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Thursday, January 20, 2022

Wrong number

By creating artificial spectrum scarcity, government does ‘Digital India’ a disservice.

By: Express News Service |
Updated: January 10, 2015 12:00:36 am

The Union cabinet has cleared the way for the auction, in February, of 5 MHz of spectrum (in each of 17 circles) in the 2,100 MHz band, which is used to provide 3G services. At the same time, spectrum in the 800, 900 and 1,800 MHz bands, used for 2G services, will also be auctioned. Reportedly, a much larger quantum of 3G spectrum — 15 MHz — will be up for offer by December. But by staggering the auction of 3G spectrum, the government seems to be creating artificial scarcity. Indeed, after the department of telecommunications clinched a long-awaited and much-needed spectrum swap with the defence ministry — the latter agreed to give up 15 MHz of 3G spectrum — it comes as a surprise that only 5MHz will be auctioned in February.

In fact, the Telecom Regulatory Authority of India (Trai) had earlier warned against holding an auction with insufficient spectrum. Fierce bidding can be expected in the 900 and 2,100 MHz bands. But, for a variety of reasons, including insufficient contiguous spectrum needed to launch data services, in most circles, demand for 800 and 1,800 MHz spectrum could be comparatively muted. Most of the 900 MHz spectrum on the block is due to the expiry of 20-year-old licences. So, if operators whose licences are about to expire want to stay in business, they would have to either win back their 900 MHz spectrum or replace it with 2,100 MHz. In such a situation, an auction with artificially created scarcity could seriously upset the financial health of telcos. Keeping this in mind, Trai had suggested that the 900 MHz licences could be temporarily extended by levying a pro-rata charge.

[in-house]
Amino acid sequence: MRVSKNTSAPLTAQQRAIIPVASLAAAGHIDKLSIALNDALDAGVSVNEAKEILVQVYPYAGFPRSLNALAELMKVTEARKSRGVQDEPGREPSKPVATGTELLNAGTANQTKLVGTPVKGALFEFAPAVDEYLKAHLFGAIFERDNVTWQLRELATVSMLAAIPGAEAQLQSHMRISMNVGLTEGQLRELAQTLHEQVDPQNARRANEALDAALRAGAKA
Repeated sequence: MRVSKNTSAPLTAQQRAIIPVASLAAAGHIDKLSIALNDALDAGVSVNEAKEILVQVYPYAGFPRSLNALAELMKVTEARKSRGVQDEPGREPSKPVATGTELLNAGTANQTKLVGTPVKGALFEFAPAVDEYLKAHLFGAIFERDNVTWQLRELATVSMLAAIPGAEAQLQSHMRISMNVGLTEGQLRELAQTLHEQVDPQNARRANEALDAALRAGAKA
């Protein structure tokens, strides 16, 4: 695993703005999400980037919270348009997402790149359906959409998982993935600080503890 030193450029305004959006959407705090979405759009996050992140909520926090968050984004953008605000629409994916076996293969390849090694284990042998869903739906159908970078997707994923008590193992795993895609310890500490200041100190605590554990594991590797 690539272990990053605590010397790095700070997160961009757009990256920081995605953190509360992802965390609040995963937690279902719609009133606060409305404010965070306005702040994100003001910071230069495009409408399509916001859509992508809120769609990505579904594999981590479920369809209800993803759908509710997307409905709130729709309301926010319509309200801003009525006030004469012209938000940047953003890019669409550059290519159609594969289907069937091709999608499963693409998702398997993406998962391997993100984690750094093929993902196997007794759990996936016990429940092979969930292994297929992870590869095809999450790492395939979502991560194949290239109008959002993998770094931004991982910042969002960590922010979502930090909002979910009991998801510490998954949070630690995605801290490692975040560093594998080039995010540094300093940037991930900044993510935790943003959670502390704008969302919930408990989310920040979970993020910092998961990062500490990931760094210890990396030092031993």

Though the February auction is expected to raise Rs 1,00,000 crore, it would be shortsighted of the government to view spectrum auctions as only a means to generate revenue. The government’s “Digital India” push, for instance, would be a non-starter without greater internet penetration, which is significantly up to telcos to achieve — the fibre optic cable network is progressing at snail’s pace and, in any case, most Indian consumers have leapfrogged straight to mobile internet. But financially depleted firms will neither be able to invest in their networks to improve call and internet quality nor keep prices low for long.

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